If someone sues a defunct LLC that I was a partner in for product liability, can the corporate veil be broken and can I then be personally sued?

The business is defunct and no longer has product liability insurance.

Asked on June 12, 2012 under Business Law, Wisconsin


SJZ, Member, New York Bar / FreeAdvice Contributing Attorney

Answered 8 years ago | Contributor

There are certain tax debts for which managing members are responsible. And if you guaranteed a debt personally, clearly you could be sued. Otherwise, as you note, you could generally only be sued if the "corporate veil" could be pierced. This is a very rare occurence, and requires essentially a showing that 1) you used the LLC to defraud creditors--not merely that you could not pay all your debts or obligations, but that there was specific fraudulent intent; or 2) there was no meaningful distinction between you and the LLC (e.g. comingled funds), so there is no reason to "respect" the LLC. These are obviously not typically the case.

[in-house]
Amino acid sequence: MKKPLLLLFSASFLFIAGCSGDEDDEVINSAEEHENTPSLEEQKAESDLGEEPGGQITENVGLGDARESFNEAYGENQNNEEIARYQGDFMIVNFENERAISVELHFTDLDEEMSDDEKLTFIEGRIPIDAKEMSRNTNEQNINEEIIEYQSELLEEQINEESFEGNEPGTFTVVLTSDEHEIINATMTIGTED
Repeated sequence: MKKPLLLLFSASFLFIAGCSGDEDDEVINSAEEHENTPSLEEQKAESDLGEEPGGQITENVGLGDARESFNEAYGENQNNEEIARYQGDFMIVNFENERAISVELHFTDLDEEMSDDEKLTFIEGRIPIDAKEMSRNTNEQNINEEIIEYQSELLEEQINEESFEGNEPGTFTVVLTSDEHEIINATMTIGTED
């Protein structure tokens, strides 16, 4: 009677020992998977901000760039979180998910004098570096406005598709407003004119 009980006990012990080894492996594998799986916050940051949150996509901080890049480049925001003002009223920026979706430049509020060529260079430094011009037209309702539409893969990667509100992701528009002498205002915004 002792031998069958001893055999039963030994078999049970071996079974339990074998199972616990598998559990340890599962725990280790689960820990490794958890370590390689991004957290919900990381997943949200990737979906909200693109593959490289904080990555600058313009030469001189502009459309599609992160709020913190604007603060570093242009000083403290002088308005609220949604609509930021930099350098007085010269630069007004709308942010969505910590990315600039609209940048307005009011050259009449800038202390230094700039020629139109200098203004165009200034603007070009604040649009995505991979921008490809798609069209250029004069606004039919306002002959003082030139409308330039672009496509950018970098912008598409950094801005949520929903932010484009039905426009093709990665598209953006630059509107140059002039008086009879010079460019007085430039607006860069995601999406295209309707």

Also: if you personally committed a fraudulent or tortious act while working for your LLC, you could be sued for that fraudulent act--for example, if you personally falsified documents (e.g. safety data, ordered unsafe parts, incorrect labeling) which led to the product-related injuries, that could potentially provide basis for personal liability.

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